|Nkungula, Alesa - UNIV. OF ZIMBABWE|
Submitted to: Ecology of Food and Nutrition
Publication Type: Peer Reviewed Journal
Publication Acceptance Date: June 24, 2004
Publication Date: April 20, 2005
Citation: Nkungula, A., Harris, E.W. Foods frequently eaten by high school students in a density area in Zimbabwe. 2005. Ecology of Food and Nutrition. 44:1-11. Interpretive Summary: The aim of this study was to assess the eating habits of high school students (N=94) in Zimbabwe. A food frequency questionnaire (FFQ) was used which contains 82 foods categorized as grains; meat; legumes; milk; fruits and vegetables; snacks, fats and oils; and beverages. Food items also were in three languages (English, Shona, Ndebele). Differences were found between students who bought food at school and who brought the highest amount of money to school compared to students who did neither. Study findings highlight the influence of economics on the students' eating patterns and may be useful for nutrition policy and program planning.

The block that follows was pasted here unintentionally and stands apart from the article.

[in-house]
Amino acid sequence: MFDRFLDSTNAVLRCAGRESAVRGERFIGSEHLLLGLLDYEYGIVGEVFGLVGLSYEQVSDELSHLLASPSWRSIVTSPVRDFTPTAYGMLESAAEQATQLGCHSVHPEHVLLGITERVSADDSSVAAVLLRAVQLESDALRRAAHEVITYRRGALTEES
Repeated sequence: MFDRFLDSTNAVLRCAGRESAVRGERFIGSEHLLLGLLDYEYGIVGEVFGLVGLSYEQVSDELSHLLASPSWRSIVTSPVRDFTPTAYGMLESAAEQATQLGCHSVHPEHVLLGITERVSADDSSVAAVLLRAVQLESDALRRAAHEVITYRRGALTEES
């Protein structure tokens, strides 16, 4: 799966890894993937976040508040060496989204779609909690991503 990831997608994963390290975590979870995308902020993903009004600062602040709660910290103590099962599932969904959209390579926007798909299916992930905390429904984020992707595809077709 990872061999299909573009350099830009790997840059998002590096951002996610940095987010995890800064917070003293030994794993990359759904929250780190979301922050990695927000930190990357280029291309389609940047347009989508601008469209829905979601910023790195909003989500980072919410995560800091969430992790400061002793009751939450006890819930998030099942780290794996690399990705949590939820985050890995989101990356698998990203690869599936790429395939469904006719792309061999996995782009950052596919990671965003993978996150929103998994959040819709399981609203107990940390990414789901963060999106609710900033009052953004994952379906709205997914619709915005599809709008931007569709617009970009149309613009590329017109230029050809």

Technical Abstract: A food frequency questionnaire (FFQ) was administered to a convenience sample of students attending a high school located in a high density area in Harare. The FFQ contains a list of 82 foods based on the compilation of traditional and common foods in Zimbabwe (Chitsiku, 1991; Gomez, 2000). Food items are categorized into 7 groups: grains (cereals and starchy roots); meat (meat, fish, eggs, and insects); legumes (legumes and nuts); milk (milk and milk products); fruits and vegetables; other items including snacks, fats and oils; and 7) beverages. Food items were in the three main languages spoken in Zimbabwe (English, Shona, and Ndebele). Suggested serving sizes (small, medium, large) and frequency of consumption (daily, weekly, monthly, seasonally) are indicated. The medium serving size of each food item also was defined on the FFQ. Student's t tests were used to test for differences in total foods reported due to gender, buy food at school, and bring food to school. A General Linear Model (GLM) was used to test for differences due to the amount of money reported and due to the combined variable for buy food and bring food. When differences were found, the Tukey multiple range test was used to determine which groups were different. A priori alpha 0.05 level of significance was used for all comparisons. Thirty eight female and Fifty six male high school students ranging in age 14-20 years old participated in the study. No significant differences were found by gender, by bring food to school, or by the combined variable for bring/buy. Differences were found for buy/not buy foods at school. Students who bought food at school consumed more food items and especially more beverages, grains, snacks, and milk items than students who did not buy food at school. Differences were found among students who brought money to school. Students who brought >75 Z to school a day consumed more food items and especially grains, snacks and fruits and vegetables than students who brought $0-25 Z to school.